Collectors' Guild. Id. ¶ 4.
On May 9, 1990, the appeal was argued before the Second
Circuit. On June 12, 1990, Collectors' Guild filed a voluntary
petition in the bankruptcy court pursuant to Chapter 11 of the
Bankruptcy Code.*fn2 Werbungs, 930 F.2d at 1023. On April 18,
1991, the Second Circuit affirmed the judgment as to liability,
but vacated the damages award and remanded the issue for
retrial. Id. at 1025, 1028. The appellate court found that this
court's jury instructions improperly allowed the jury to
penalize Collectors' Guild for certain abuses it committed
during discovery. Id. at 1027. Furthermore, the court stated
that the remittitur could not cure the defective instruction
because the error had infected the jury's entire consideration
of the damages issue. Id. at 1027-28.
According to Permal, the bankruptcy estate of Collectors'
Guild contains no assets from which a distribution could be
made if Werbungs were awarded damages on remand. See Memorandum
of Law in Support of Permal's Motion to Intervene and In
Opposition to Plaintiff's Motion to Compel Payment Under a
Supersedeas Bond ("Permal's Mem. in Opp.") at 2. Furthermore,
Collectors' Guild lacks the resources to re-try the damages
issue. Id. Because the one potential asset available to
Werbungs is the value of the bond, Werbungs and Collectors'
Guild signed a Stipulation of Settlement for the amount of the
bond, which was "So Ordered" by the bankruptcy court on August
24, 1991. See Cinque Aff., Exh. C. The settlement agreement
states that Werbungs and the Bankruptcy Trustee "agree to a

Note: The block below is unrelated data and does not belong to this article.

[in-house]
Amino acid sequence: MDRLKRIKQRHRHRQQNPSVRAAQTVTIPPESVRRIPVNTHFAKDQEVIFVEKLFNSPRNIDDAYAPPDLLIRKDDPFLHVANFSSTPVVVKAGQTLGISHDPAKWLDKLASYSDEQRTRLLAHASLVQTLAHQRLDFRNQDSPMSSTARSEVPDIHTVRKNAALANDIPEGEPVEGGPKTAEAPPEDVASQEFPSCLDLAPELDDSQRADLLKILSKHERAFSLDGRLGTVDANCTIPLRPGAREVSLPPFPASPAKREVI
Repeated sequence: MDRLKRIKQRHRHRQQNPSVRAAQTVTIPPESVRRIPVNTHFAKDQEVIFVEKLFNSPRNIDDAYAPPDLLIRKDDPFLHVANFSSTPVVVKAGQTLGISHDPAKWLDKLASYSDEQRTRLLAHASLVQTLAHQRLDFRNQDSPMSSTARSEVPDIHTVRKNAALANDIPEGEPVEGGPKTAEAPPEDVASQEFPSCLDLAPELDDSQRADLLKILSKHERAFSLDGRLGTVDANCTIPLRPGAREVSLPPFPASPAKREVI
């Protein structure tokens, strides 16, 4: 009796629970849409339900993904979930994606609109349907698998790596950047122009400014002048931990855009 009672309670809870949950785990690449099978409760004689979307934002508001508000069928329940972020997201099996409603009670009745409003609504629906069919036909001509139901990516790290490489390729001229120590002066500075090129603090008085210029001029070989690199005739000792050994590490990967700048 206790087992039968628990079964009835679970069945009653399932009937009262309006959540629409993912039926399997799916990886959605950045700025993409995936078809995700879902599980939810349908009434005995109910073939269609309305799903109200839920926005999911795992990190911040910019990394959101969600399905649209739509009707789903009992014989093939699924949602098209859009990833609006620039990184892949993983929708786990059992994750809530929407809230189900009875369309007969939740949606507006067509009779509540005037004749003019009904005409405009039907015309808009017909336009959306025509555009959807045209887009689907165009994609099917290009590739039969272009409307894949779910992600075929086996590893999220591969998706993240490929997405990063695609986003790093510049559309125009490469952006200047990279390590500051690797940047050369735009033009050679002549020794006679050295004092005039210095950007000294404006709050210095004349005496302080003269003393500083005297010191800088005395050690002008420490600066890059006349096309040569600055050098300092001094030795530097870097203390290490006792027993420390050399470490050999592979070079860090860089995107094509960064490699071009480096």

modification of the Judgment such that [Werbungs] will accept
the sum of $300,000.00 in full and complete satisfaction of the
judgment . . . to come solely from the proceeds of the
Supersedeas Bond." Id. The settlement also provides that "upon
the receipt by [Werbungs] of the $300,000.00 . . . [Werbungs]
shall pay the sum of $10,000.00 to the Debtor's estate." Grosz
Aff., Exh. O. Pursuant to this settlement order in the
bankruptcy court, Werbungs now moves in this court to compel
payment of the bond by Fidelity to Werbungs. Permal has moved
to intervene as a party-defendant in order to join Fidelity in
opposing Werbungs' motion.
Rule 24(a) of the Federal Rules of Civil Procedure provides,
in relevant part, that
[u]pon timely application anyone shall be
permitted to intervene in an action . . . when the
applicant claims an interest relating to the
property or transaction which is the subject of
the action and the applicant is so situated that
the disposition of the action may as a practical
matter impair or impede the applicant's ability to
protect that interest, unless the applicant's
interest is adequately represented by existing
Werbungs objects to Permal's motion on three grounds, each of
which will be addressed in turn: (1) the motion is untimely;
(2) Permal has not filed the necessary pleadings; and (3)
Permal does not have a sufficient interest in the subject
matter of the litigation.
Whether a motion to intervene is timely is an issue within
the sound discretion of the trial court and should be
determined in light of all the circumstances of the case.
NAACP v. New York, 413 U.S. 345, ...